A CARTOON depicting a worker celebrating his untaxed bonus only to be stopped dead in his tracks by the level of price increases reflected on shop shelves graphically illustrates the plight of
most Zimbabwean families.
In biblical terms, government hath given with the right hand and taken with the left by scaling up the annual bonus threshold while removing price controls and giving retailers free rein to hike prices.
Spending power among ordinary Zimbabweans continues to be eroded as inflation has pushed the prices of basic commodities beyond the reach of many.
Inflation figures released last week by the Central Statistical Office triggered apprehension among consumers at a time of the year when families traditionally spoil themselves and their loved ones with gifts.
Zimbabwe’s inflation last week nosed up to 502,4% from a previous high of 411%, making life unbearable for many. Loss in value of the Zimbabwean currency has created a legion of poor millionaires.
Most families are likely to face a bleak Christmas.
Holding a blue plastic shopping bag, Munyaradzi Moyo is deeply worried after paying $2 million for just a few items.
Moyo (36), a father of four, wonders what the future has in store for him. He has to budget tightly for his family to get through the whole month.
With a loaf of bread now costing $50 000, up from $36 000, his family is unlikely to enjoy this festive season.
Recently, the Consumer Council of Zimbabwe (CCZ) put the cost of a basket of basic foodstuffs for a family of six at $12,9 million.
“Even if I go shopping with $5 million I return home with a handful of grocery items for the family,” Moyo says.
“I am ever stressed, without the peace of mind that goes with the festive season,” Moyo adds, chagrined by the prevailing situation.
In Kuwadzana where he rents four rooms, he is often at loggerheads with his landlord for failure to provide antiseptics for the toilet, because he cannot afford to buy toilet cleaning material. Even the landlord finds it hard to buy some.
“It’s now a dog eat dog world in Zimbabwe,” Moyo says.
Not only does the issue of antiseptics sour Moyo’s relationship with his landlord, he now has to face regular rent hikes. He pays $2 million monthly for a room.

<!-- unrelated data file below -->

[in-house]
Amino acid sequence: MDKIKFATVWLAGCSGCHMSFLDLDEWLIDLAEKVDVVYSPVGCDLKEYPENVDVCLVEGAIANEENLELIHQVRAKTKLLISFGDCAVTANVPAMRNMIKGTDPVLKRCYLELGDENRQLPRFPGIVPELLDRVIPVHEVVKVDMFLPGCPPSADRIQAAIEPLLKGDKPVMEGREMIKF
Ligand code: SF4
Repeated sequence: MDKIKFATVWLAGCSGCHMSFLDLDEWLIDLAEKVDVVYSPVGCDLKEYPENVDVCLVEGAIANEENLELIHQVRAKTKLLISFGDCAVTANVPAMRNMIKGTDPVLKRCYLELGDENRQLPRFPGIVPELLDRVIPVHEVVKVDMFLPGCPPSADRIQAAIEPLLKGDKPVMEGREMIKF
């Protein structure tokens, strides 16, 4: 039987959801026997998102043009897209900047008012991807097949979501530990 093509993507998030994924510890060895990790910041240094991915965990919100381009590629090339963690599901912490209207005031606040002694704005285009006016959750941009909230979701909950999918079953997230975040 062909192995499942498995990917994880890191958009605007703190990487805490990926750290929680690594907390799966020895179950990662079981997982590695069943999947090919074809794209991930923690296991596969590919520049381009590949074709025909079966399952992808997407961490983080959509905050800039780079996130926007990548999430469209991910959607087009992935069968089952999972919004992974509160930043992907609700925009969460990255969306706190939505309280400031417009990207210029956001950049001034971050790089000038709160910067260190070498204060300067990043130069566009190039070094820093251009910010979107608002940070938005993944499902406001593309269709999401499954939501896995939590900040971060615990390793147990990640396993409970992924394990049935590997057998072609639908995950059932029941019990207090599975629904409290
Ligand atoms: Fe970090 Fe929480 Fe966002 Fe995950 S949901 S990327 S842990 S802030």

In the recently announced inflation figures, home rentals have surged by 1 164,4 % on a rise in demand attributed to the bulldozing of urban slums and illegal structures by President Robert Mugabe’s government earlier this year.
The United Nations says that operation left 700 000 roofless.
Surprisingly, in some shops prices of goods increase while one stands by the till with the operators telling consumers that prices have just changed.
“Prices increase by shocking margins in the time shoppers take to cover the distance from the shelves to the till,” complained Tariro Nyoka.
And although every other Zimbabwean is now a millionaire, they cannot afford to buy basic goods and services from the shops.
Shopping is now an ordeal rather than a pleasure. Consumers now wonder aloud whether they will be able to pay school fees in January if the rate of inflation continues to rise at its present pace.
The CCZ says consumers should shop around to avoid being ripped off by unscrupulous retailers. This will help them get a fair deal.
Runaway inflation is one of the most visible signs of an economy in its sixth year of recession marked by severe shortages of foreign currency, fuel and food widely blamed on government mismanagement.
Analysts said the latest jump in inflation dashes hopes that the government can contain inflation to 300% by end of the month. Although price controls were removed in the recently announced budget, basic commodities continue to be scarce on shelves.